Each of the slides 24 and 25 has a pocket containing a ball 30 and 31, respectively, that protrudes from one side of the slide to ride against a wall 32 of the channel 28. When a slide 25 is in its advanced position as shown in FIG. 2, its ball 31 presses an upstanding lug 35 against the housing 22, deforming that portion of the housing as shown in FIG. 4, thus lifting the housing to free the optical fiber 21 to permit it either to be inserted into or removed from the v-groove 18 of the mount 16. When the slide 25 is retracted to its position in FIG. 1, the housing 22 is released to assume its normally substantially cylindrical shape and thus pinch the optical fiber 21 against the v-groove of the mount 16 as shown in FIG. 5 Such retraction causes one corner of the slide 25 and its ball 31 to press against a slanted surface 37 of a post 39. The post in turn is pressed against an intermediate portion of the optical fiber 21, thus locking the optical fiber securely in place until the slide is again moved to its advanced position.
The action of the posts 39 is as illustrated in FIGS. 6 and 7, with the slide 25 in its retracted and advanced positions, respectively.
As seen in FIG. 3, each of slides 24 and 25 has an upstanding projection 40 and 41, respectively, to permit a user to slide them along the channel 28 with the fingertip. Hence, no tool is required to connect optical fibers into the illustrated optical fiber connectors. Movement of the slides is limited by the ends 42 and 43 of each of the channels 28, and each slide acts as a stop for the other, thus permitting only one of the two connected optical fibers to be manipulated at one time.
The manner in which each of the mounts 16 is lodged in the block 10 is shown in FIGS. 8 and 9. As seen in FIG. 8, the ends of each housing 22 are cut away to permit a shoulder 46 and 47 at each end of the mount 16 to rest on a seat 48 and 49, respectively, formed in the block 10.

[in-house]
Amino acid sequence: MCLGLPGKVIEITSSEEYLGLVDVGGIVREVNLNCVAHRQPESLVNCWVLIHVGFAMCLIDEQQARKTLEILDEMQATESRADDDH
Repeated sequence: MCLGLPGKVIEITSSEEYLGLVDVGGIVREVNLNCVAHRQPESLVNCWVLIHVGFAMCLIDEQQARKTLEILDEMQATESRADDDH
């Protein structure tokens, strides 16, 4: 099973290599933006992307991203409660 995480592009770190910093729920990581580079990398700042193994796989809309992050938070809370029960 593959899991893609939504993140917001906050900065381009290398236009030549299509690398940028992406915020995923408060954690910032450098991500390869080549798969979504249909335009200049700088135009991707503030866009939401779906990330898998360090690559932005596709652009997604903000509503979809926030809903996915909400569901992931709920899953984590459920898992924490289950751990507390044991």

A wall 53 at an end of each cavity 14 and the top surface 55 of the block 10 of each connector are formed with furrows for guiding an optical fiber into each of the optical fiber connectors 12, and each mount 16 at an end of its groove 18 has a bell mouth 59 as seen in FIGS. 2 and 9 to enhance threading optical fibers into the v-groove 18.
Each of the optical fibers 20 and 21 has a buffer 60 and 61, respectively, that is stripped away from that portion of the optical fiber that extends into the V-groove 18 while protecting the portion of the optical fiber that is contacted by one of the posts 39.
Any of the mounts 16 of the illustrated optical fiber connectors can easily be replaced by a mount having a stepped groove so that connected pairs of optical fibers are slightly out of perfect coaxial alignment, thus passing attenuated signals for reasons discussed above.
As seen in FIG. 10, an optical fiber connector 64, which is identical in construction to half of one of the optical fiber connectors 12, permits an optical fiber to be connected to an opto-electronic element 68.
A prototype of the block 10 illustrated in FIGS. 1-9 has been constructed to have six optical fiber connectors for six pairs of glass optical fibers, each having a diameter of 125 μm without the buffer Both the block and the slides 24 and 25 were machined from acetal resin, even though they would in production be more economically molded of a high impact, low creep, engineering plastic such as polyetherimide resin (e.g., "Ultem" from G.E.). The housings 22 were cut from extruded polysulfone tubing which has good transparency. A useful material for the housings which is not transparent is beryllium copper. The balls 30 and 31 were standard steel ball bearings. Key dimensions of the prototype were:
______________________________________Angle of v-grooves 18 70°Depth of v-grooves 15 mmLength of housings 22 12.7 mmDiameter of housings 3.9 mmWidth of channels 28 2.9 mmWidth of slides 24 and 25 2.8 mmLength of slides 12.3 mmDiameter of balls 30 and 31 3.2 mmHeight of lugs 35 5.4 mmHeight of posts 39 5.4 mmTaper of surfaces 37 7°______________________________________
In order to connect plastic-clad plastic optical fibers that have much greater diameters than the optical fibers used with the prototype, the elements of the device would be proportionately larger.
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|Classification aux États-Unis||385/55|
|Classification internationale||G02B6/42, G02B6/38, G02B6/36|
|Classification coopérative||G02B6/3806, G02B6/3696, G02B6/4292, G02B6/3838, G02B6/3652|
|Classification européenne||G02B6/38D6D4, G02B6/38B8, G02B6/42D|
|26 mai 1988||AS||Assignment|
Owner name: MINNESOTA MINING AND MANUFACTURING COMPANY, SAINT
Free format text: ASSIGNMENT OF ASSIGNORS INTEREST.;ASSIGNOR:MEIS, MICHAEL A.;REEL/FRAME:004912/0534
Effective date: 19880523
Owner name: MINNESOTA MINING AND MANUFACTURING COMPANY,MINNESO
Free format text: ASSIGNMENT OF ASSIGNORS INTEREST;ASSIGNOR:MEIS, MICHAEL A.;REEL/FRAME:004912/0534
Effective date: 19880523
|23 juin 1993||FPAY||Fee payment|
Year of fee payment: 4
|12 août 1997||REMI||Maintenance fee reminder mailed|
|4 janv. 1998||LAPS||Lapse for failure to pay maintenance fees|
|17 mars 1998||FP||Expired due to failure to pay maintenance fee|
Effective date: 19980107